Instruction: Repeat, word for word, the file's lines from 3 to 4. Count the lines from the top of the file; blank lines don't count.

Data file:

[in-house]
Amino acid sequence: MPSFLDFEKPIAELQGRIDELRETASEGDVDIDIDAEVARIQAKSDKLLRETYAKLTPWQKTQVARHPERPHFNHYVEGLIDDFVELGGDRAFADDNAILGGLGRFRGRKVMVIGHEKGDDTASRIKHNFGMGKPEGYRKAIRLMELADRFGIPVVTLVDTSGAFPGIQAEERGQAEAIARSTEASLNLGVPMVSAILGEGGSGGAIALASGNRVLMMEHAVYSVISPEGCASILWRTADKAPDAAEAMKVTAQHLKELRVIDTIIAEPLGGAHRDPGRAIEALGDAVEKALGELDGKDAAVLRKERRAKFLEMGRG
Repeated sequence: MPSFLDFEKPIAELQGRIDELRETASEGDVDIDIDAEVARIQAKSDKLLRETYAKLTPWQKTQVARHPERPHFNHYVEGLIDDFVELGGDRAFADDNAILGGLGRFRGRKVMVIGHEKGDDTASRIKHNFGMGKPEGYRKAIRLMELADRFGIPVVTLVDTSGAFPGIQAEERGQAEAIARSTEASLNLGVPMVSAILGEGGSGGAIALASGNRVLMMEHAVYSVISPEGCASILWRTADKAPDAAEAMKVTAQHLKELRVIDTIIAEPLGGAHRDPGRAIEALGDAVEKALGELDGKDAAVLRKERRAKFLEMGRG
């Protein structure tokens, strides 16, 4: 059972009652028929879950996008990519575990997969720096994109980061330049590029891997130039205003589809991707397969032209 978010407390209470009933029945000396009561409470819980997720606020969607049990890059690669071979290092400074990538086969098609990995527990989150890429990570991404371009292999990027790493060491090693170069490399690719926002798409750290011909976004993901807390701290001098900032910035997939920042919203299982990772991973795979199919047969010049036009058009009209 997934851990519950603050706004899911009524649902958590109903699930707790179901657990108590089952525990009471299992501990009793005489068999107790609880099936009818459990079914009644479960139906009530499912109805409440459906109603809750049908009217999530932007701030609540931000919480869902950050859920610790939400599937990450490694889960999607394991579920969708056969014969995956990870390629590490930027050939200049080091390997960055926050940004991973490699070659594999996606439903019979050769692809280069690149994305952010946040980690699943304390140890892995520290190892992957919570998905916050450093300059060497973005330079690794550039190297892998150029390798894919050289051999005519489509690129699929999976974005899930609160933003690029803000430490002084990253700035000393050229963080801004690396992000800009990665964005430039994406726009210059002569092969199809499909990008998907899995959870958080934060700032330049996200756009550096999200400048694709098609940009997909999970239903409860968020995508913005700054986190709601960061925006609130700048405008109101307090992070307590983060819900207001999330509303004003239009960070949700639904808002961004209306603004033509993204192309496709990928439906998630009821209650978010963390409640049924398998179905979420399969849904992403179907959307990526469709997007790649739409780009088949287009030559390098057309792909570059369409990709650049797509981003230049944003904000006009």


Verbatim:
Repeated sequence: MPSFLDFEKPIAELQGRIDELRETASEGDVDIDIDAEVARIQAKSDKLLRETYAKLTPWQKTQVARHPERPHFNHYVEGLIDDFVELGGDRAFADDNAILGGLGRFRGRKVMVIGHEKGDDTASRIKHNFGMGKPEGYRKAIRLMELADRFGIPVVTLVDTSGAFPGIQAEERGQAEAIARSTEASLNLGVPMVSAILGEGGSGGAIALASGNRVLMMEHAVYSVISPEGCASILWRTADKAPDAAEAMKVTAQHLKELRVIDTIIAEPLGGAHRDPGRAIEALGDAVEKALGELDGKDAAVLRKERRAKFLEMGRG
């Protein structure tokens, strides 16, 4: 059972009652028929879950996008990519575990997969720096994109980061330049590029891997130039205003589809991707397969032209 978010407390209470009933029945000396009561409470819980997720606020969607049990890059690669071979290092400074990538086969098609990995527990989150890429990570991404371009292999990027790493060491090693170069490399690719926002798409750290011909976004993901807390701290001098900032910035997939920042919203299982990772991973795979199919047969010049036009058009009209 997934851990519950603050706004899911009524649902958590109903699930707790179901657990108590089952525990009471299992501990009793005489068999107790609880099936009818459990079914009644479960139906009530499912109805409440459906109603809750049908009217999530932007701030609540931000919480869902950050859920610790939400599937990450490694889960999607394991579920969708056969014969995956990870390629590490930027050939200049080091390997960055926050940004991973490699070659594999996606439903019979050769692809280069690149994305952010946040980690699943304390140890892995520290190892992957919570998905916050450093300059060497973005330079690794550039190297892998150029390798894919050289051999005519489509690129699929999976974005899930609160933003690029803000430490002084990253700035000393050229963080801004690396992000800009990665964005430039994406726009210059002569092969199809499909990008998907899995959870958080934060700032330049996200756009550096999200400048694709098609940009997909999970239903409860968020995508913005700054986190709601960061925006609130700048405008109101307090992070307590983060819900207001999330509303004003239009960070949700639904808002961004209306603004033509993204192309496709990928439906998630009821209650978010963390409640049924398998179905979420399969849904992403179907959307990526469709997007790649739409780009088949287009030559390098057309792909570059369409990709650049797509981003230049944003904000006009």